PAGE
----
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Chris Rink
NASA Langley Research Center
757-864-6786, 757-344-7711

RELEASE : 08-013
NASA Instrument Selected for Multi-Agency Satellite Mission

HAMPTON, Va. -- A mission-proven satellite instrument that collects data used to study global climate change was recently approved for flight by NASA's Science Mission Directorate.

CERES FM-5 was selected to fly on the NPOESS Preparatory Project (NPP) mission in 2010, continuing a long legacy of climate data recording at NASA.

The CERES, or Clouds and the Earth's Radiant Energy System, FM-5 (the flight model designation) instrument was originally built as part of NASA's Earth Observing System, and has sister instruments currently flying on NASA's Terra and Aqua satellite missions. NASA Langley Research Center manages the CERES program and will lead the effort to prepare the instrument for flight. Northrop Grumman Space Technologies, who built the original CERES, will do modifications on the instrument for NPP.

The National Polar-orbiting Operational Environmental Satellite System (NPOESS) is a tri-agency environmental satellite program jointly directed by an executive committee composed of the Department of Commerce, the Department of Defense and NASA. Congress certified NPOESS in June 2006, and the program was left with the potential for major gaps in global climate observations. The addition of the CERES instrument to NPP minimizes the risk for a gap to occur in the Earth radiation budget measurement.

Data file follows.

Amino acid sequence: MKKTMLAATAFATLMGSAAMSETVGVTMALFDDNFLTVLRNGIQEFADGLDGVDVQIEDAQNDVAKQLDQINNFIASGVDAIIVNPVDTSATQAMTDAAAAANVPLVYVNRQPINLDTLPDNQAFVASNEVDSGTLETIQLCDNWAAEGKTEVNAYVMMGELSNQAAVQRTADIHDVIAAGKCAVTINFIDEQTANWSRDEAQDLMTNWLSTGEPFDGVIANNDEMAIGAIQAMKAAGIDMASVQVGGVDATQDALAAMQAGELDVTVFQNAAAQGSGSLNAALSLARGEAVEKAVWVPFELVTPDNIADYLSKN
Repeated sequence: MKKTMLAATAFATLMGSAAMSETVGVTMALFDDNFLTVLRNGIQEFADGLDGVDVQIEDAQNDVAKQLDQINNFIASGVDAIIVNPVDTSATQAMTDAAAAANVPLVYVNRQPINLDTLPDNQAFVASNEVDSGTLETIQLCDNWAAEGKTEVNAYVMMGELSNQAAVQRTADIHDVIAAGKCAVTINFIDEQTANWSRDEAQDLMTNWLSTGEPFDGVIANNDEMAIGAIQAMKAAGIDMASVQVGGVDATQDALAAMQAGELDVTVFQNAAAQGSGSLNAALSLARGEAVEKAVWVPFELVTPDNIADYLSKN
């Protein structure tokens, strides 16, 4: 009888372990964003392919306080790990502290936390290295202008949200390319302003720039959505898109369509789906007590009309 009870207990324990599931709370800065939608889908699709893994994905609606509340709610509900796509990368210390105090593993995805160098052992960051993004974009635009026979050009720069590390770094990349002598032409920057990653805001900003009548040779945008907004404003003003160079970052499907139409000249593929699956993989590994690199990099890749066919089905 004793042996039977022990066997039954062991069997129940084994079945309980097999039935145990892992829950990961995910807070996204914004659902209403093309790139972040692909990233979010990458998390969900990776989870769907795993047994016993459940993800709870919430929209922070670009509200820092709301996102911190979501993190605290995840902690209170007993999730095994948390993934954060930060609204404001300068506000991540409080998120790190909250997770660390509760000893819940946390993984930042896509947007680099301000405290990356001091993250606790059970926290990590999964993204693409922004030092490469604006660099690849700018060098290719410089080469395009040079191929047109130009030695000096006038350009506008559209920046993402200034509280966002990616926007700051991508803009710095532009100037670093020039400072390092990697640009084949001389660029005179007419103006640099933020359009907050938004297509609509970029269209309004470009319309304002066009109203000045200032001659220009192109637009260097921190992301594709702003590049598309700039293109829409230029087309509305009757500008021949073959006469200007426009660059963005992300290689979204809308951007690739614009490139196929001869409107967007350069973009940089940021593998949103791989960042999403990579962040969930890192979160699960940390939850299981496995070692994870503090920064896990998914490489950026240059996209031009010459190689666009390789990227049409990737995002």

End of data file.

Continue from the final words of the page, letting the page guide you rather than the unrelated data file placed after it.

"We still will have continuity in those key measurements," said Michael Freilich, director of the Earth Science Division at NASA Headquarters.

"The changes CERES will monitor in the Earth's radiation budget over the next decade are likely to be one of the most powerful tests we can make of the accuracy of our predictions of future climate change," according to Bruce Wielicki, the principal investigator of the CERES mission. "The addition of CERES to NPP dramatically improves our chance of achieving that critical test."

CERES FM-5 will continue a nearly 30-year record of Earth radiation budget measurements that is less than three cycles of sunspot activity. The instrument will operate in conjunction with the Visible/Infrared Imager/Radiometer Suite instrument on NPP to study changes of the Earth's energy balance and key changes in clouds and aerosols -- two of the largest uncertainties in the climate system.

How clouds change in a warming Earth remains one of the key scientific mysteries in predicting future climate change. The CERES FM-5 instrument will determine the effect of changing clouds on the Earth's energy balance from space.

Earth's outgoing energy has two components: thermal radiation emitted by the Earth's surface and atmosphere, and solar radiation reflected back to deep space by the oceans, lands, aerosols and clouds.

It is the balance, which scientists refer to as the Earth's "radiation budget," between the incoming energy from the Sun and outgoing energy back to space that determines Earth's temperature and climate. This balance is controlled by both natural and human-induced changes, giving scientists a wide range of questions to study.

For the future NPOESS system, the NPP mission was designed as a technology risk reduction measure and to transition new observational capabilities developed in NASA's current Earth Observing System. As highly accurate climate change observations have become a critical element beyond weather data, overlapping data are essential to improving accuracy in climate prediction.

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